Effects of direct oral anticoagulant treatment on hemostasis in patients with atrial fibrillation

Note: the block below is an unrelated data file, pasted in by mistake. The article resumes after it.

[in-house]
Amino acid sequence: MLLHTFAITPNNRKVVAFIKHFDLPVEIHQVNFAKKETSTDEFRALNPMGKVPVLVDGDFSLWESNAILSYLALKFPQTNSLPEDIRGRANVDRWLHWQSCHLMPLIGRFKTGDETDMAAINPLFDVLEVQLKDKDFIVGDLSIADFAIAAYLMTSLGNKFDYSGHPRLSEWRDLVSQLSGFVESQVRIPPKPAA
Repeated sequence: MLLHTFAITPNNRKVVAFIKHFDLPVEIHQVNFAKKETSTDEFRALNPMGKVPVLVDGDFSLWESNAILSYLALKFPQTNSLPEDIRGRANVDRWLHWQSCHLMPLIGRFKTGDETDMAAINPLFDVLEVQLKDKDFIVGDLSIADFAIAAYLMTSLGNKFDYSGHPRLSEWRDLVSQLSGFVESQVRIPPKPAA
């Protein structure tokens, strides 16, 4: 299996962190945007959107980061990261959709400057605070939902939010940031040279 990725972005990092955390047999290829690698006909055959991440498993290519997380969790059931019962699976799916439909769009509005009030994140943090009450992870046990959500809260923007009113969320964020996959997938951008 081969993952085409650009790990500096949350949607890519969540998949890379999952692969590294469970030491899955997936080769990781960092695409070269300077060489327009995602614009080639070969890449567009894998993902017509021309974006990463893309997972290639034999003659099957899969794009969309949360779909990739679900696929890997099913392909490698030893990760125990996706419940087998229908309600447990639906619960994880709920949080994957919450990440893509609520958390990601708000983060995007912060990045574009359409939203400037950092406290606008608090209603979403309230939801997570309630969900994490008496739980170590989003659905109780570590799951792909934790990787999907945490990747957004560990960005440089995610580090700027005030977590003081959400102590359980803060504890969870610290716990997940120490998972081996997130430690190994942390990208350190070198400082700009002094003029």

Abstract: The direct oral anticoagulants (DOAC) – dabigatran, rivaroxaban, apixaban and edoxaban – were approved without the need for routine monitoring. However, in parallel with clinical implementation, studies on how to measure the effect of DOACs have become a research area of increasing interest during the last decade. The obvious need to assess the anticoagulant effect of DOACs in emergency situations such as bleeding and before emergency surgery has driven this research. Further characterization of the effects of DOACs on different parts of hemostasis has also been in focus of research. The aims of this thesis were to evaluate and improve the use of point-of-care (POC) tests to rapidly determine DOAC effects, and to further increase knowledge of different DOACs’ effect on hemostasis by analyzing their effect on both global and more specific coagulation assays. In study I, we evaluated two whole blood-based tests, the viscoelastic test rotational thromboelastometry (ROTEM), and the flow-based Total Thrombus-Formation analysis system (T-TAS) in patients with atrial fibrillation (AF) on dabigatran treatment. We found that dabigatran concentration correlated strongly with ROTEM clotting time (CT) when activated with two commercial triggers (r-values 0.92 and 0.93), but CT could still be within normal reference interval at significant dabigatran concentrations. There were weak correlations however, between dabigatran concentration and T-TAS data, both time-related thrombus formation and total thrombus formation (r-values 0.39-0.41). In study II, we used ROTEM-CT to show that a thrombin-based trigger was more sensitive than commercial triggers for detection of dabigatran, both in vitro and in samples from patients with AF. The thrombin-based trigger accurately discriminated between samples with dabigatran concentrations above or below 20 ng/mL (100 % sensitivity and specificity). In study III, we went on to investigate the most commonly used DOAC, i.e apixaban. Using ROTEMCT we showed that a factor Xa (FXa)-based trigger was more sensitive than a snake venom-based or commercial trigger for detection of apixaban, both in vitro and in samples from AF patients. The FXa-based trigger accurately discriminated between samples with apixaban concentration above or below 20 ng/mL (100 % sensitivity and specificity). Results were available within 20 min, considerably faster than emergency analyses of drugconcentrations determined at the chemistry lab of the hospital. In study IV, we investigated the effects of DOACs by analyzing both direct and global methods of hemostasis. For comparison, plasma from warfarin-treated patients were also analyzed. Dabigatran treatment was associated with a more permeable fibrin network, delayed thrombin generation and fibrin formation and a lower fibrin turn-over compared to rivaroxaban and apixaban. Warfarin tended to have stronger effects than the FXa-inhibitors. There were no significant differences between apixaban and rivaroxaban in any of the tests performed. In conclusion, ROTEM with DOAC-specific triggers is a promising method to rapidly detect DOAC effect in emergency situations. In patients treated with OACs according to clinical routine, dabigatran treatment was the drug associated with the broadest anticoagulating effects.

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